The corruption of basic human compassion in so many of the conservative denominations has led, in my opinion, to the corruption of basic human compassion in the larger society, and until the social corruption is dealt with this Nation cannot heal. I think we must reach out to the community at large on a secular level, and try to repair the terrible damage done to American ethics.

  • Lori F – MN

    freedom from “From such blood-drinking gods the human race was once liberated”?
    To be enslaved by a god that asks it’s followers to partake in canabalistic rituals. 
    Yep. That’s a step up.

    • http://egregores.blogspot.com Apuleius Platonicus
    • Lee

      With all due respect, there is no “cannablism.” I’m always curious as to why non-theists can be more literalistic than fundamentalists. At least take up the symbol-system as expressed and understood.

      • http://www.wildhunt.org/blog/ Jason Pitzl-Waters

        Pagans aren’t non-theists. Apuleius isn’t being literal, he’s poking fun at Christian theology. 

  • Obsidia

    What if God was one of us? ;-)

  • http://egregores.blogspot.com Apuleius Platonicus

    So, if Christianity is in a weakened state due to a prolonged crisis from which it has been suffering since at least the dawn of the Enlightenment, what should Pagans do? Hmmmm. I wonder ……

    For some reason I am reminded of one of my favorite passages from the Book of Five Rings, specifically from “The Fire Book“:

    To Know “Collapse”

    Everything can collapse. Houses, bodies, and enemies collapse when their rhythm becomes deranged.

    In large-scale strategy, when the enemy starts to collapse you must persue him without letting the chance go. If you fail to take advantage of your enemies’ collapse, they may recover.

    In single combat, the enemy sometimes loses timing and collapses. If you let this opportunity pass, he may recover and not be so negligent thereafter. Fix your eye on the enemy’s collapse, and chase him, attacking so that you do not let him recover. You must do this. The chasing attack is with a strong spirit.
    You must utterly cut the enemy down so that he does not recover his position.
    You must understand utterly how to cut down the enemy.

    • http://profiles.google.com/celticelk Scott Martin

      Just to clarify, AP: who exactly are you thinking of as “the enemy” in this situation?

      • http://egregores.blogspot.com Apuleius Platonicus

        Those who are committed to the eradication of Paganism have never made a secret of who they are and what they intend.

    • Hotstreak12

       What would you have the more militant warrior based faiths, (like the norse faith that begins with and a, don’t know how to spell it) do.

      • http://egregores.blogspot.com Apuleius Platonicus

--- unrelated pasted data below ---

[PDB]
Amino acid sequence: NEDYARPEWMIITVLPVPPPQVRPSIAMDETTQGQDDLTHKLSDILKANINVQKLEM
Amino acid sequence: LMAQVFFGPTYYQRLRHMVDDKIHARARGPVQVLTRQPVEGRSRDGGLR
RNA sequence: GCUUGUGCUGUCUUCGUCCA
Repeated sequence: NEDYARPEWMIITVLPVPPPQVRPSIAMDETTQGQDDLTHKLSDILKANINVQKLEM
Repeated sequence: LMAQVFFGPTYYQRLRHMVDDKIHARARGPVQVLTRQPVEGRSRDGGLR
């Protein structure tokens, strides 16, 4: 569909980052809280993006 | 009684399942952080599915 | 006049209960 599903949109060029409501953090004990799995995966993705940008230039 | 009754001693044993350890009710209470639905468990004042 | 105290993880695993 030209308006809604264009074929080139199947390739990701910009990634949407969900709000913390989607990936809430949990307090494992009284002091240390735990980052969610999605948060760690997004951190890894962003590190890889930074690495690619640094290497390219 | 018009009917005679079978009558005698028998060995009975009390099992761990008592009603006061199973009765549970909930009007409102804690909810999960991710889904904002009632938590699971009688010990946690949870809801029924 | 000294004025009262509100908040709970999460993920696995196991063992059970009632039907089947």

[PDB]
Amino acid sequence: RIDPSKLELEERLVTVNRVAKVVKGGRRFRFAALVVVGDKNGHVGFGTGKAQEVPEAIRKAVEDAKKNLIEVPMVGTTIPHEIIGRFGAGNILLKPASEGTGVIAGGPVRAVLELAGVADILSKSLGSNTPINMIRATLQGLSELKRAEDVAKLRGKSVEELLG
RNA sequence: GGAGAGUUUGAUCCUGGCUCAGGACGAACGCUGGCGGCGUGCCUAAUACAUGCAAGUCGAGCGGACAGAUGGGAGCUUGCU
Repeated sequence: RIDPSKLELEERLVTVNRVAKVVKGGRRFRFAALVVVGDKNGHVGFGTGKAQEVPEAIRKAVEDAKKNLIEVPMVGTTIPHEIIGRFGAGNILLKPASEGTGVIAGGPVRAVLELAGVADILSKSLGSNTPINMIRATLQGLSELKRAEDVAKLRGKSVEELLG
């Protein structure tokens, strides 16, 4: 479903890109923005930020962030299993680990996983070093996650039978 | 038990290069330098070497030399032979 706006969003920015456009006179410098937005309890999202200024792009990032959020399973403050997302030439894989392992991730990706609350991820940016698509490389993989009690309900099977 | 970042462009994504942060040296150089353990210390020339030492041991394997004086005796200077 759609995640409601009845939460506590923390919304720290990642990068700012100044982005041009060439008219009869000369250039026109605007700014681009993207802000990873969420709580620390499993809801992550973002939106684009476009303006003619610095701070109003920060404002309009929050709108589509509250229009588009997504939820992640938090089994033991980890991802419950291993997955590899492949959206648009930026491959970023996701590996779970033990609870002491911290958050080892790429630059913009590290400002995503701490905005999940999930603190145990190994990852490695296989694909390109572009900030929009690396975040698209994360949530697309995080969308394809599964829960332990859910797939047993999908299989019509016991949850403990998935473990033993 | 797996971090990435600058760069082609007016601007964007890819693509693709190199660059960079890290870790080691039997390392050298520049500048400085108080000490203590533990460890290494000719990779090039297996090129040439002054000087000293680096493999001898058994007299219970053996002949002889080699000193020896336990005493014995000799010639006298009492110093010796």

As far as specific actions go, I believe the two most effective weapons against Christianity are: 1. the truth, and 2. the freedom to speak the truth. This is why the Enliughtenment is often thought of as marking the beginning of the long, slow decline of Christianity is often.

        Telling the truth about the history of Christianity and the intrinsically intolerant nature of monotheism, while at the same time scrupulously defending freedom of religion (including the freedom to criticize any and all religions): there’s an action program for you.

  • Kilmrnock

    Aye , especialy now we have to vigilant and as vocal as we can be . And by the gods , please vote pagans .The main fear i have is these monothiestic radicals coming into political power . The Republican party has taken a turn , hard right and at this point our government is broken . Other than being the sqeeky wheel , voting is the best way we can be involved . to make ourselves heard . But as much as it would hurt me , if the radicals gain power i may have to move to Canada . Those people don’t like us much , as can be seen from thier propaganda . Kilm 

  • Kilmrnock

    I personaly have had 2 near death experiences , the first one i was agnostic didn’t look at things though a Christian filter , the one thing i can say , was a near drowning, my life did pass b/f my eyes . Made me go on a big spiritual journey and did lead me to paganism . The secound one was within the last year , a heart attack i survived the widow maker . That  one deepened my pagan beliefs/convictions  …………i actualy became more active , joined a CR pagan faith. I am now a Sinnsreachd Warrior. NDE ‘s for me have been major game/life changers made me realise just how fragile life can be , our grasp on it actualy is . I now live my life fully , make no comprimises . Live how i think i should .  Kilm 

    • Anonymous

      Very interesting!  Your account is one of the few pagan NDEs I’ve ever read.

    • Hotstreak12

       You’re NDE is the only other Pagan NDE I have read about other than
      Z budapests as chronicled in drawing down the moon.

      • Harmonyfb